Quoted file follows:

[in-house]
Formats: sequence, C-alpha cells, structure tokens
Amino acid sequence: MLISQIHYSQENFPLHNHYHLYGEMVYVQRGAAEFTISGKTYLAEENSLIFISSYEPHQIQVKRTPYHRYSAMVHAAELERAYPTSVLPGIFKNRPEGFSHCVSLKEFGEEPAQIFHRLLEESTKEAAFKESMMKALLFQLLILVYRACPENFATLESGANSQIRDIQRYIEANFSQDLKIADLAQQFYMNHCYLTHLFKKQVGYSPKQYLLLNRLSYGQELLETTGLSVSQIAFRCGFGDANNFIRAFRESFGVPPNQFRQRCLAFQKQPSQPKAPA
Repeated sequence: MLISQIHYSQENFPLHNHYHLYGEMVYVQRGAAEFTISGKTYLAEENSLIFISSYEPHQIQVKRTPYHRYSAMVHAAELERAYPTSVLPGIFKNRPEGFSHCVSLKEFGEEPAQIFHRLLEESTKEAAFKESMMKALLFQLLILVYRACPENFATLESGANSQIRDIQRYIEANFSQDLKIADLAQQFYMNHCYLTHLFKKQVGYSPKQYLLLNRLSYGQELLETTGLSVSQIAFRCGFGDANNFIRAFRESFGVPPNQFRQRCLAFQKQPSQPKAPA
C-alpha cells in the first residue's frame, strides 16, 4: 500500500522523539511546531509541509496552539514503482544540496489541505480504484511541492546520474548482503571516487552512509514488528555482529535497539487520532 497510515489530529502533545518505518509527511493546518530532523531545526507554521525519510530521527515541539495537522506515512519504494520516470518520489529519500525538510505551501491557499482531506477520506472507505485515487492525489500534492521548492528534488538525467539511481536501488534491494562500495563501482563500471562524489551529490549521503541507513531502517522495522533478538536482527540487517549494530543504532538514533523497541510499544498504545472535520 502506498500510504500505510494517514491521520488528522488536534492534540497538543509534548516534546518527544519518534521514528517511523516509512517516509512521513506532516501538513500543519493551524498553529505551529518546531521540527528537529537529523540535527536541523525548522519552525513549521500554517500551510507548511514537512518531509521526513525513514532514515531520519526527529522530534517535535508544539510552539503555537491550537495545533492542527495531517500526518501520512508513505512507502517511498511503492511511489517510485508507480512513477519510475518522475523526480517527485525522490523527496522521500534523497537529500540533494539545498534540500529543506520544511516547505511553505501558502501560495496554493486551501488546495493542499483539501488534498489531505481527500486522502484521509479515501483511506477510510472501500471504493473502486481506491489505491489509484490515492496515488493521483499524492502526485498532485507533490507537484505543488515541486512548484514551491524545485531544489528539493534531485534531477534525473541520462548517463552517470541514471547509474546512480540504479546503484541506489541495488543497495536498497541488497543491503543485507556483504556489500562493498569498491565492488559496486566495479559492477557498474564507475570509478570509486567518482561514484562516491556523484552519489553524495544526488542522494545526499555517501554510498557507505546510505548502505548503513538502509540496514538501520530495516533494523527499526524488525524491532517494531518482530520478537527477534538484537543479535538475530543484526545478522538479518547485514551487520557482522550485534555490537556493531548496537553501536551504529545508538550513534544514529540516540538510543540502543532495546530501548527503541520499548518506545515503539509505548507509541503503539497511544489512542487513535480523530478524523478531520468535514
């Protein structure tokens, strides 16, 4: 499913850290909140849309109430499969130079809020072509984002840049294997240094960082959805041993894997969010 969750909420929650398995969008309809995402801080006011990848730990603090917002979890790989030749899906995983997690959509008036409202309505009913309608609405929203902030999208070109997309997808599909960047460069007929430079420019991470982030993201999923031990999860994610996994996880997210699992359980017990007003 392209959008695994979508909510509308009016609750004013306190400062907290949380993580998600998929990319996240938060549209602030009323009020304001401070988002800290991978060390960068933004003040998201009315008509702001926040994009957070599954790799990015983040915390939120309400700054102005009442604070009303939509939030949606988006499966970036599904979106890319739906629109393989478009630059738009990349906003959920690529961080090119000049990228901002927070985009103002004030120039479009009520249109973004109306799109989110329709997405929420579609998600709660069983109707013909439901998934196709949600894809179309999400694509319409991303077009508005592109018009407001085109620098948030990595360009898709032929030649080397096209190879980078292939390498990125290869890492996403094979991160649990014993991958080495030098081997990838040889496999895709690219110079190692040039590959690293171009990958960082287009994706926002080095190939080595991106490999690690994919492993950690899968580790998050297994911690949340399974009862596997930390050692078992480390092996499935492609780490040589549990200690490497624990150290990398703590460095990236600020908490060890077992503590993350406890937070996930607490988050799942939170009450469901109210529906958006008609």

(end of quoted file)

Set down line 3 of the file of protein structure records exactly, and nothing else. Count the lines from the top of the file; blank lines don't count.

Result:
Amino acid sequence: MLISQIHYSQENFPLHNHYHLYGEMVYVQRGAAEFTISGKTYLAEENSLIFISSYEPHQIQVKRTPYHRYSAMVHAAELERAYPTSVLPGIFKNRPEGFSHCVSLKEFGEEPAQIFHRLLEESTKEAAFKESMMKALLFQLLILVYRACPENFATLESGANSQIRDIQRYIEANFSQDLKIADLAQQFYMNHCYLTHLFKKQVGYSPKQYLLLNRLSYGQELLETTGLSVSQIAFRCGFGDANNFIRAFRESFGVPPNQFRQRCLAFQKQPSQPKAPA